Saturday, December 24, 2005


From the Vault: Fargo

Throughout the Coen brothers' career some have criticized their work for being contemptuous of their films' characters. I enjoyed most of their movies (especially Blood Simple, Raising Arizona and Miller's Crossing) and never felt that their critics were right or that their attitude was a problem until their latest work, Fargo.

Fargo does mark a return to their smaller tales following the wondrous sets of Barton Fink and The Hudsucker Proxy. In a way, it seems like Joel and Ethan Coen have crossed Blood Simple with Raising Arizona without equaling either film's success.

Despite its title, most of Fargo takes place in Minnesota, where debt-plagued car dealer Jerry Lundegaard (William H. Macy) has devised a plan to have his own wife kidnapped in order to collect money from her wealthy father. The plan goes way off track as the hired thugs (Steve Buscemi, Peter Stormare) have a fatal encounter and Lundegaard botches his own plan to double-cross the crooks.

Their plot begins to come unraveled at the hands of a very pregnant local police chief (Frances McDormand) whose investigation into a roadside slaying leads back to Lundegaard's scheme.

For people unfamiliar with the accents of Minnesota, most of the characters' voices will seem mightily overdone. Coupled with the many dim bulbs, these factors contribute to the feeling that the Coens are just out to make fun of Minnesotans, not tell an interesting story.

The most flagrant example of this attitude is a scene in which the police chief has dinner with an old friend from high school who tells a sad story about his late wife. Unfortunately, the scene is played for laughs. When the punch line comes later, it makes the sequence seem all the more unnecessary.

Only two characters escape this trap. McDormand creates a winning character in Marge Gunderson, but arrives too late in the movie to save it. The other actor is Harve Presnell as Lundegaard's father-in-law, a smart tyrant who cares about his daughter and couldn't care less about his son-in-law.

The technical credits are adequate, including a nice score by Carter Burwell. Fargo is not without its moments of humor and tension, it just doesn't come together cohesively.

The strange thing is that the longer you're away from the movie, the more it lingers in your memory, especially McDormand's great supporting turn. It's worth a second viewing, just to see exactly what it's supposed to be.

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Well, Ed, as someone who took a long time to come around to this movie but now really admires and enjoys it on a lot of levels, I think this is an interesting review, with some statements I wholly agree with and some I find plain strange, namely your three-sentence summation of the Mike Yanagita character; why do you say that his scene is played for laughs? Surely it's deliberately awkward and painful at best, before you know the truth, and then it's powerful and tragic to reflect on after you DO know the truth behind the scene - and I guess if you didn't like the scene in the first place, you will consider that the punchline makes it seem unnecessary; I couldn't disagree more...Maybe because there were comic moments elsewhere in the film, you were unsure whether to laugh or not? I probably was equally unsure on the first viewing - and that brings me to the point of yours which I agree with: 'Fargo' does linger, and should be seen at least twice, so good on you for encouraging viewers to give it a second chance!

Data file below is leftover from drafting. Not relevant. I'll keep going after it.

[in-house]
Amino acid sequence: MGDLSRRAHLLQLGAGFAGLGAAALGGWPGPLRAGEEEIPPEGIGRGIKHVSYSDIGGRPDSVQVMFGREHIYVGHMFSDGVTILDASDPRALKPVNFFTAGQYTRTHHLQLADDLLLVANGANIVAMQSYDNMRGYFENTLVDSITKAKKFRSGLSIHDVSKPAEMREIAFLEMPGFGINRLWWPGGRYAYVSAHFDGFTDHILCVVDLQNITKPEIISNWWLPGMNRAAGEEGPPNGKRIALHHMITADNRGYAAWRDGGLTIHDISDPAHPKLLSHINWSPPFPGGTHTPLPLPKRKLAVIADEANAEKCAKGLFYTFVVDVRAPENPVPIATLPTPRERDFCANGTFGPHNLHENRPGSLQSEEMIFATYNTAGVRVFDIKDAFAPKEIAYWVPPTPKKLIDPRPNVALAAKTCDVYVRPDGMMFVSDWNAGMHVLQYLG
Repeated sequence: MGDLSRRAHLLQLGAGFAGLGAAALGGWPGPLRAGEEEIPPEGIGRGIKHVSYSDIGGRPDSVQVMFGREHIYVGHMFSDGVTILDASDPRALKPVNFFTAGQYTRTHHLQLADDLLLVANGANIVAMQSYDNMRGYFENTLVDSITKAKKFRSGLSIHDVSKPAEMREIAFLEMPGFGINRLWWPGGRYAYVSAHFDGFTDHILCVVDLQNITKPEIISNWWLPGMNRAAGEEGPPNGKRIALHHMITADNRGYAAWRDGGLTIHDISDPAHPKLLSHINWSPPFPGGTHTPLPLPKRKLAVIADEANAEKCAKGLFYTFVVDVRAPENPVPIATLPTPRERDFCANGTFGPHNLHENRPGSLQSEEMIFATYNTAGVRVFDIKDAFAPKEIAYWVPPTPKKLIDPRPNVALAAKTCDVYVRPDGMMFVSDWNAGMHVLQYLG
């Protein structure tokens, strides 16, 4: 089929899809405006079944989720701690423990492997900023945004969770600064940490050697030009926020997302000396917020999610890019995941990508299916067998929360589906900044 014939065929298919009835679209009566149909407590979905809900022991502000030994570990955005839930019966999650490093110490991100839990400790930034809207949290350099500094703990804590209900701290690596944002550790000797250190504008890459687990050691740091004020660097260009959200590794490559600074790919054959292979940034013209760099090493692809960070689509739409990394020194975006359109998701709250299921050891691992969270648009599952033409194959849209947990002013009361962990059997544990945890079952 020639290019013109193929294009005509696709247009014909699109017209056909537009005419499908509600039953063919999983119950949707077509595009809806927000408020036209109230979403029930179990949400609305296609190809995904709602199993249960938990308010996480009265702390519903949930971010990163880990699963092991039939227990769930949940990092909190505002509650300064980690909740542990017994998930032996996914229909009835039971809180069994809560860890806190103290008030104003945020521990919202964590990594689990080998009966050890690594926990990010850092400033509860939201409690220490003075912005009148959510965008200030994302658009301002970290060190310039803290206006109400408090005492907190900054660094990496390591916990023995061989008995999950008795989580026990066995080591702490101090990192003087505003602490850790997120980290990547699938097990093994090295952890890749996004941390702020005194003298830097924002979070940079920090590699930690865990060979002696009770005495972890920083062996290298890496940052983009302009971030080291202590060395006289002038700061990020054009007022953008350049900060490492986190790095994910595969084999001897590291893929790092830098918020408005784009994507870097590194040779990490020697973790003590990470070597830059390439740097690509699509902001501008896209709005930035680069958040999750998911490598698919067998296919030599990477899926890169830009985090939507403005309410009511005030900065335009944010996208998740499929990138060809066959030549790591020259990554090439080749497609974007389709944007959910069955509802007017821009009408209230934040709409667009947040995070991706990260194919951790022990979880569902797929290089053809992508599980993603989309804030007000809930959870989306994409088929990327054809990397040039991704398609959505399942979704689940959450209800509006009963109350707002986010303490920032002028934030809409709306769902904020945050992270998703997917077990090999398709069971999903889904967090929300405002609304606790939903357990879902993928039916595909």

I was fortunate that I got to see Fargo well before it opened and all its acclaim hit, so my initial reaction wasn't to what everyone else was saying. When it did receive so much praise, I did revisit it, twice actually, my opinion didn't change much. In fact, I found more problems with the film. In the scene you refer to, I didn't so much feel as if it were played for laughs as if it were played to make you feel sorry for the guy, only to have that rug pulled out beneath you in a bit of throwaway dialogue for no good reason that made the entire sequence even more unnecessary to the film's story itself. I like to compare it to another 1996 film featuring Frances McDormand, Lone Star. Throughout the film, Chris Cooper makes a few references to his unstable ex-wife and then McDormand appears to play her in a single scene and blows you away. It's not particularly a pivotal or vital scene in terms of Lone Star's story, but it does deepen Cooper's character. The same cannot be said for the scene in Fargo.
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